Not long ago I saw an article that amused me. It was a bunch of eggheads puzzling over the mystery of how humans were able to domesticate dogs. I had to laugh. Clearly none of those guys had ever domesticated a wild animal. Any mammal that lives in social groups, and some birds, domesticate easily. Don’t hit them with a stick and give them food. I dare you to try and get rid of them after that. I have rescued and raised cottontails, raccoon, and red squirrel. I know people who have had pet flying squirrels, grey squirrels, foxes, and I once dated a girl who raised a whitetail doe. The damned thing lived in the house and slept in the bed with her every night. Don’t ask.
Anyway, the real question is not how did we domesticate dogs, but why. My wife jokes that we did not domesticate dogs, they domesticated us–or as she says dogmesticated. I think it is closer to enslavement. Hold on while I check my grocery list. I think they need more chews and treats, maybe even a bag of food that runs around $50….
I’m back. The answer, of course, is simple. Having a pack of wolves hanging around your paleolithic camp at night is a good idea when you live in a world where all manner of beast and man are trying to eat you. It is nearly impossible to sneak up on a camp of sleeping people without sounding the alarm by waking the wolves. They were the original burglar alarm. In that world, people didn’t move around all that much. Wander outside your tribe’s territory and you were likely going to be put on a spit. Contemporary primitive cultures live within strict boundaries. Many people I have met in the more backward parts of the world live out their whole lives never traveling more than a few miles from the spot where they were born. I once tried to explain to a Bolivian who wanted to know where I was from by telling him how long it would take to get there by canoe. “Two years that way,” and I pointed north. That made sense to him.
Beyond the pale. Ever wonder what that means or where it came from? Europeans didn’t have the extinct Eurasian wolf to domesticate, so they would build a fence around their village that was bristling with sharpened sticks or thorns. That was called the pale. Try to get past it and you were likely to be impaled. It was often whitewashed, which is why we use the word ‘pale’ to describe a color. At night, if someone got inside the pale, their silhouette could be seen more easily against the white background. The expression ‘beyond the pale’ refers to going outside the safe zone or going too far.
I am saying that there was never a golden age of gamboling about the fields and dales. Throughout all of human history, people lived within strict boundaries. Go outside those boundaries and some dude named Trog was going to bring your nutsack home to his wife so that she could tan it and make a little purse out of it. Travel has always been restricted. In fact, I would contend that people have more freedom of movement today than at any time in history.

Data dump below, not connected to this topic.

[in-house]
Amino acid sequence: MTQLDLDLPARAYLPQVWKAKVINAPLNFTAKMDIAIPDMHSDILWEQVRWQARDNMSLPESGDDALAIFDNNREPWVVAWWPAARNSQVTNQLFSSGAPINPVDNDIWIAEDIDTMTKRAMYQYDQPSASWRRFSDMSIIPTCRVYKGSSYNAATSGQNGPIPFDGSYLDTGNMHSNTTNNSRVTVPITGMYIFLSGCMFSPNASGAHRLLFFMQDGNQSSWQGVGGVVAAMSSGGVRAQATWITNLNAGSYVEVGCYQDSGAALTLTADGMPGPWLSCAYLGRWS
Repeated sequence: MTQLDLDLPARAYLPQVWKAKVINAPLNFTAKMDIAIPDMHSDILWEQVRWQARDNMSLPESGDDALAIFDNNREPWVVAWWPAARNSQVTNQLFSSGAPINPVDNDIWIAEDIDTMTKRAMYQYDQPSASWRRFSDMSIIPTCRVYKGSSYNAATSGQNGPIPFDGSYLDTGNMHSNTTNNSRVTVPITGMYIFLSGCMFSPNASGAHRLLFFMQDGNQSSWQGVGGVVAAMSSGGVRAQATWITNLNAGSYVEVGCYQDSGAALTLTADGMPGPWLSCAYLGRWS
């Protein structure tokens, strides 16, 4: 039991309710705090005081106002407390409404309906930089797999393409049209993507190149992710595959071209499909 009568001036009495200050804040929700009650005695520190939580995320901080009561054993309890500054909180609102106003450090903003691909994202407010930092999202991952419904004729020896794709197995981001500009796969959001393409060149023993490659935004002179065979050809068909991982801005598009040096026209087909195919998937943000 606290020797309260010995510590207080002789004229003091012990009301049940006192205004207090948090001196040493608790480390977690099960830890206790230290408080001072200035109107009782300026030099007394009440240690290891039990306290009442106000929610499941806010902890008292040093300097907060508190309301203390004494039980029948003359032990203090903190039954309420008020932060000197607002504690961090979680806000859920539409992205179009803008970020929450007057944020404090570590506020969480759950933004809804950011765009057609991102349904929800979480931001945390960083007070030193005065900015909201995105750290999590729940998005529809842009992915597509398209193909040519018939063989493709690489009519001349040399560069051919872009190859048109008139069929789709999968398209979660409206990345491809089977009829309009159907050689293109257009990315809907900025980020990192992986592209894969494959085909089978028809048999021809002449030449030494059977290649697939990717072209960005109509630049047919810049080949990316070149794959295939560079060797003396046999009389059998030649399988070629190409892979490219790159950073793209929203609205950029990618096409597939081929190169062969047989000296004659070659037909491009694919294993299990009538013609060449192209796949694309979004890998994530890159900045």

I have heard people blame travel restriction on the rise of nation states and the modern idea of borders. Human history is mostly a chronicle of ethnic or cultural groups invading their neighbors. Travel restrictions were always there; nation states arose from the need for greater security. Borders were not drawn arbitrarily. They mark the edges of cultural territories. Restricting who may or may not cross those borders was and is a matter of life or death.
The open borders advocates around here have gotten me on the fence once or twice, but looking at contemporary events around the world got my feet back on the ground. I agree that freedom of movement is an inalienable right. One has freedom of movement so long as they do not trespass. If one believes in self-ownership, that every person’s mind, body, and conscience are their own property and no one else’s, then by logical extension they must accept that the fruit of one’s labor is their own property also. I decide who is welcome to set foot on my property and who is restricted from doing so. If a group of like minded people own property collectively, then they decide who may or may not set foot on it. I have no problem with the principle or practice of a nation preventing trespass so long as they do not restrict movement out of those borders or prevent one of the collective owners from re-entering.
There are other factors at play besides security, of course–the welfare state being the largest of those. Ideology is a concern of mine, as well. I am not a multiculturist. All cultures are not equal and the spectrum is quite wide. Flooding our country with people who do not accept the principle of inalienable rights or private ownership is worse than a bad idea. There are many individuals despite being from inferior cultures that would be a great credit to our country, and we should allow them in, even encourage them. Allowing just anyone based solely on their culture or ethnicity on the other hand is…unwise. A merit based system really is the only sensible policy in my mind.
I know this is one of the more contentious subjects around here, so y’all have at it. I’ll make popcorn.